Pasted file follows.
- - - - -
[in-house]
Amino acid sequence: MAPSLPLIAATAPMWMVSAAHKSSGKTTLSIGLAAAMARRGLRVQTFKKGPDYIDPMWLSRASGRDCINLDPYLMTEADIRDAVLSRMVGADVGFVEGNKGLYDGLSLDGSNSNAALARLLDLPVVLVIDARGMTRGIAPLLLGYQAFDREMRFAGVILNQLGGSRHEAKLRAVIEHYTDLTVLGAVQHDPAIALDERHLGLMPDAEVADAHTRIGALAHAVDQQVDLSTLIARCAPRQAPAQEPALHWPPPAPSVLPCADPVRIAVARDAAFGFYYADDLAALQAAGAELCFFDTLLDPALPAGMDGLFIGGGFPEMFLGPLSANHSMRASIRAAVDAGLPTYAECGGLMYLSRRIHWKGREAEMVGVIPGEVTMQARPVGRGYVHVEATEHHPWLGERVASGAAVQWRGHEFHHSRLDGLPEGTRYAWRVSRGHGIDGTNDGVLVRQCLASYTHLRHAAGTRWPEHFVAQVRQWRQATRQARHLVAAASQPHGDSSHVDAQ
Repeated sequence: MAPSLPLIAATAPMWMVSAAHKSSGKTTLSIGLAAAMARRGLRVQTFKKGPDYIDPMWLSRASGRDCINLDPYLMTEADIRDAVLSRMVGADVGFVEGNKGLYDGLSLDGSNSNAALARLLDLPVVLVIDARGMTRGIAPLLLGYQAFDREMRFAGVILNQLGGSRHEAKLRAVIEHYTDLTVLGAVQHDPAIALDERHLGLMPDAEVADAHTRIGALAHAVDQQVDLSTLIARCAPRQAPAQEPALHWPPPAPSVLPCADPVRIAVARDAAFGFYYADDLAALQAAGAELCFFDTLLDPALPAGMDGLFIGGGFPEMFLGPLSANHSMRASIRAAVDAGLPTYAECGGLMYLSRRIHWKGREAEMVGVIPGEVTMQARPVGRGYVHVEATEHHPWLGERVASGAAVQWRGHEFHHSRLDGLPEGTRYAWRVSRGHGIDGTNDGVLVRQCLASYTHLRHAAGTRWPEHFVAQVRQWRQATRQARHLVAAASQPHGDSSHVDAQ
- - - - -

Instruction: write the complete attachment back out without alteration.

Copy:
[in-house]
Amino acid sequence: MAPSLPLIAATAPMWMVSAAHKSSGKTTLSIGLAAAMARRGLRVQTFKKGPDYIDPMWLSRASGRDCINLDPYLMTEADIRDAVLSRMVGADVGFVEGNKGLYDGLSLDGSNSNAALARLLDLPVVLVIDARGMTRGIAPLLLGYQAFDREMRFAGVILNQLGGSRHEAKLRAVIEHYTDLTVLGAVQHDPAIALDERHLGLMPDAEVADAHTRIGALAHAVDQQVDLSTLIARCAPRQAPAQEPALHWPPPAPSVLPCADPVRIAVARDAAFGFYYADDLAALQAAGAELCFFDTLLDPALPAGMDGLFIGGGFPEMFLGPLSANHSMRASIRAAVDAGLPTYAECGGLMYLSRRIHWKGREAEMVGVIPGEVTMQARPVGRGYVHVEATEHHPWLGERVASGAAVQWRGHEFHHSRLDGLPEGTRYAWRVSRGHGIDGTNDGVLVRQCLASYTHLRHAAGTRWPEHFVAQVRQWRQATRQARHLVAAASQPHGDSSHVDAQ
Repeated sequence: MAPSLPLIAATAPMWMVSAAHKSSGKTTLSIGLAAAMARRGLRVQTFKKGPDYIDPMWLSRASGRDCINLDPYLMTEADIRDAVLSRMVGADVGFVEGNKGLYDGLSLDGSNSNAALARLLDLPVVLVIDARGMTRGIAPLLLGYQAFDREMRFAGVILNQLGGSRHEAKLRAVIEHYTDLTVLGAVQHDPAIALDERHLGLMPDAEVADAHTRIGALAHAVDQQVDLSTLIARCAPRQAPAQEPALHWPPPAPSVLPCADPVRIAVARDAAFGFYYADDLAALQAAGAELCFFDTLLDPALPAGMDGLFIGGGFPEMFLGPLSANHSMRASIRAAVDAGLPTYAECGGLMYLSRRIHWKGREAEMVGVIPGEVTMQARPVGRGYVHVEATEHHPWLGERVASGAAVQWRGHEFHHSRLDGLPEGTRYAWRVSRGHGIDGTNDGVLVRQCLASYTHLRHAAGTRWPEHFVAQVRQWRQATRQARHLVAAASQPHGDSSHVDAQ